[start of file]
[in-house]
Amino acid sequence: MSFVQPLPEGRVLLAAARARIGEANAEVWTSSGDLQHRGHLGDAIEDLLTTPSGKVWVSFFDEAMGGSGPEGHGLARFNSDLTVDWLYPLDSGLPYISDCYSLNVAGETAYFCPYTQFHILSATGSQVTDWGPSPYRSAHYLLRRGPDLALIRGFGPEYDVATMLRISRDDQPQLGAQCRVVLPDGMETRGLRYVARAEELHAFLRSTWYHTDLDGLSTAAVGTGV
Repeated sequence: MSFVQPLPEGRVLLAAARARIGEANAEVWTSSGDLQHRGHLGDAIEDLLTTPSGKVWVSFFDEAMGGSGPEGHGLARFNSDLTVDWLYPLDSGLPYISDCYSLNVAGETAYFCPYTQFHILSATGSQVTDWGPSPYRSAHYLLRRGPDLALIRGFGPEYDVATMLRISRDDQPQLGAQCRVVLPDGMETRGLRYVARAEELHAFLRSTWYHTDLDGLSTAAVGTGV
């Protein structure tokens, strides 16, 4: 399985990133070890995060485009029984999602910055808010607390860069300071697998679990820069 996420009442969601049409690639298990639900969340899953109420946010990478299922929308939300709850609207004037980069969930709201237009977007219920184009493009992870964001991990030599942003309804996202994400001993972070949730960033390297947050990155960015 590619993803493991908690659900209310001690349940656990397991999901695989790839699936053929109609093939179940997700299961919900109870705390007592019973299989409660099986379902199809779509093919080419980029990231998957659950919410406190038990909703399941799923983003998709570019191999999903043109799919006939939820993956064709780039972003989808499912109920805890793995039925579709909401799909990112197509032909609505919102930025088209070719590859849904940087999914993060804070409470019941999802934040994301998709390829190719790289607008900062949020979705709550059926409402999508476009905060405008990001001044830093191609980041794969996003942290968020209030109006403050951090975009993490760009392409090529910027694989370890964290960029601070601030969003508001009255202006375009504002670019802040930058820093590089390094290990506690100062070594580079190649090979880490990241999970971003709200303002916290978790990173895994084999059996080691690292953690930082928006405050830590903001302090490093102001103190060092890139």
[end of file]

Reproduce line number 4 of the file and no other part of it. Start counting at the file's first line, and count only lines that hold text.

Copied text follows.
């Protein structure tokens, strides 16, 4: 399985990133070890995060485009029984999602910055808010607390860069300071697998679990820069 996420009442969601049409690639298990639900969340899953109420946010990478299922929308939300709850609207004037980069969930709201237009977007219920184009493009992870964001991990030599942003309804996202994400001993972070949730960033390297947050990155960015 590619993803493991908690659900209310001690349940656990397991999901695989790839699936053929109609093939179940997700299961919900109870705390007592019973299989409660099986379902199809779509093919080419980029990231998957659950919410406190038990909703399941799923983003998709570019191999999903043109799919006939939820993956064709780039972003989808499912109920805890793995039925579709909401799909990112197509032909609505919102930025088209070719590859849904940087999914993060804070409470019941999802934040994301998709390829190719790289607008900062949020979705709550059926409402999508476009905060405008990001001044830093191609980041794969996003942290968020209030109006403050951090975009993490760009392409090529910027694989370890964290960029601070601030969003508001009255202006375009504002670019802040930058820093590089390094290990506690100062070594580079190649090979880490990241999970971003709200303002916290978790990173895994084999059996080691690292953690930082928006405050830590903001302090490093102001103190060092890139």